“Oh yeah!” he said. “That was always a lot of fun.” Then he said the 5 words that filled my heart with dread. “Why don’t you organize it?”

He was a Director—I couldn’t very well say no. So I pondered for a while, and thought, “Well, OK.” Actually, my first thought was “Oh, F*CK”, but then I remembered how nice First Thursdays was for new staff to get to know people, so I decided to do it. A couple of weeks ago, I composed a really good email, using Broadway font as the banner, you know, to catch people’s attention. I’m normally a Times New Roman girl, or Calibri if I’m being lazy (my secret shame being that I was a diehard Comic Sans user for years until I was the subject of a font intervention, but that’s another story), so this was thinking outside the box for me. I sent the email to the Director in question for his approval. He emailed back right away with “Cool! I’ll be there!” But then I realized that I had no idea how to send an email out to over 100 people the way he used to do. Later that day, I bumped into him:

Me: So was the email about First Thursdays all right?
Director: Yeah, it’ll be fun.
Me: How do I send it out to everyone? Is there some staff link I can use?
Director: Oh, you can’t send it out in an email.
Me: Why not?
Director: Well, we wouldn’t be much of a secret agency if someone hacked our email and found out where we all were after work, would we?
Me: If someone hacked our email, doesn’t that mean they already know where we work, and could find us HERE?
Director: Well, there are liability issues…
Me: Can I put up posters?
Director: Um…I’d just spread it by word of mouth.

This was turning into a bit of an ordeal. I didn’t really have much choice though—at this point, the only two people who knew about the upcoming First Thursday were me and the Director. If I didn’t spread it around, February 1 would come, and he would go to the bar and be the only one there (since I had no plan to actually go myself under the circumstances). So I told a few people in my immediate vicinity, until I came to one of my more outgoing colleagues who said, “Why aren’t you using the chicken?” And I’m going to pause for a second so that you too can experience the complete lack of understanding that I felt in that moment. Ready now? OK, so “the chicken” is a rubber chicken wearing a sign around its neck that can be used to advertise social events. The sign tells people where to go and at what time, and instructs people to “pass the chicken on” to the next person. Brilliant, right? So I created a sign, stuck it on a rubber chicken, and gave it to someone to start passing it around. My job was done. And that was the last I saw of the chicken.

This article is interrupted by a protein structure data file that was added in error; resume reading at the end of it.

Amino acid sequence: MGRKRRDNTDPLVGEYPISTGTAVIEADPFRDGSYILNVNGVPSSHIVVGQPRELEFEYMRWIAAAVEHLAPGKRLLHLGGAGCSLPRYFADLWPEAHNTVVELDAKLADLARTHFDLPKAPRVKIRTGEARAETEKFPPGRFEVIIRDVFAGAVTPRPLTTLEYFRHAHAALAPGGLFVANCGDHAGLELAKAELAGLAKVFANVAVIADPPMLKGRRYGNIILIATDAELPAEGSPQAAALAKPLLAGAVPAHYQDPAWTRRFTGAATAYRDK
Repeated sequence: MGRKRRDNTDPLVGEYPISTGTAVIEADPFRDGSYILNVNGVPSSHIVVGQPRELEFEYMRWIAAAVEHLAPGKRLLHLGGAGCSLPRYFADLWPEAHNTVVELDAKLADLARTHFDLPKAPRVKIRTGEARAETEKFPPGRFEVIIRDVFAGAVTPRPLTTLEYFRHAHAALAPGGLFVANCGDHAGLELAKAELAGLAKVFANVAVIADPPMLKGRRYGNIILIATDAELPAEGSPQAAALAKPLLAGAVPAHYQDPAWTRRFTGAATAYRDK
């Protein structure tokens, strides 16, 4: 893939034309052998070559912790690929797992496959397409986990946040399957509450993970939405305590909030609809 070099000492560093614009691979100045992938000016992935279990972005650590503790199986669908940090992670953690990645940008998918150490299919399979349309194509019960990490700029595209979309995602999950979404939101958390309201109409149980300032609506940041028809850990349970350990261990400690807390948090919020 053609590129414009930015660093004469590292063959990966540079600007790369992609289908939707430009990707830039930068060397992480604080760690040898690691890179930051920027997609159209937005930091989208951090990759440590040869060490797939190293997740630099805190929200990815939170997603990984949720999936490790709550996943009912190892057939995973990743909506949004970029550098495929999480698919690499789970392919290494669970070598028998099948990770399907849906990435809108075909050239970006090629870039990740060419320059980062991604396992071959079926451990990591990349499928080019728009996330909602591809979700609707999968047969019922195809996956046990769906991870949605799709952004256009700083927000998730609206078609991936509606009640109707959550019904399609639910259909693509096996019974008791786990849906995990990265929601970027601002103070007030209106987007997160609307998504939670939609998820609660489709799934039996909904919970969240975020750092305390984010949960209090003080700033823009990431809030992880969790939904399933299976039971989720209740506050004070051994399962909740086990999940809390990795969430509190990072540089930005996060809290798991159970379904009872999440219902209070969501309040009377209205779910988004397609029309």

On February 1, after work, I headed down to the bar. There were a couple of people there, and after a while, a few more showed up, including the Director who’d started this debacle, until there were about 10 of us there. I thought it was a little strange, considering there are over 100 people working at the agency—10% turnout was lower than I’d expected. But we had a good time, drinking and eating and conversing awkwardly (well that was me, of course):

Colleague 1: Aren’t you drinking?
Colleague 2: No, I had drinks the last two nights.
Me: Don’t feel bad—I’ve had drinks the last 300—700—wait, when did I have that surgery and couldn’t drink…?
Colleagues: *awkward silence*
Me: Well, I don’t DAYDRINK.
Colleagues: *awkward silence*
Me: I’m kidding, OBVIOUSLY.

I just let that hang there so they could decide for themselves which part I was actually kidding about.

The next day, I was at a meeting and the subject came up:

Manager 1: Did anyone go to First Thursday?
Me: Yeah, it was good. There were only about 10 people though. I thought the chicken was going around.
Manager 2: Is that what the chicken was for?! It was creepy.
Manager 3: I think someone hung it up by a string in the break room.
Me: Next time I’m putting up posters.
Director: OK.

Naptime at the Movies: Part Deux

Last week, Ken and I went to see the movie Jumanji. I’d had a very trying day, being right in the middle of a short story—I know how I want it to end, but I can’t figure out yet how to get there. I was exhausted. We went to the VIP theatre, you know, the one with the reclining armchairs where there are waitresses who bring you wine and poutine. The movie was hilarious, but afterwards, I realized that there were definitely some gaps in my memory between the beginning and the end. If you’ve read this blog for a while, you’ll know that a) I have a bad habit of falling asleep during the movies and b) not long ago, I played a pretty good prank on my brother for doing the same thing during Bladerunner 2049 (I told him that Ryan Gosling’s character actually had wings, and I was so convincing that he had to google it later to see if I was lying or not—here’s the link if you want the full background story: https://educationalmentorship.com/2017/10/15/my-week-160-naptime-at-bladerunner-2049-russian-cowboys/). So the next day, Ken and I were driving to his parents and discussing the film: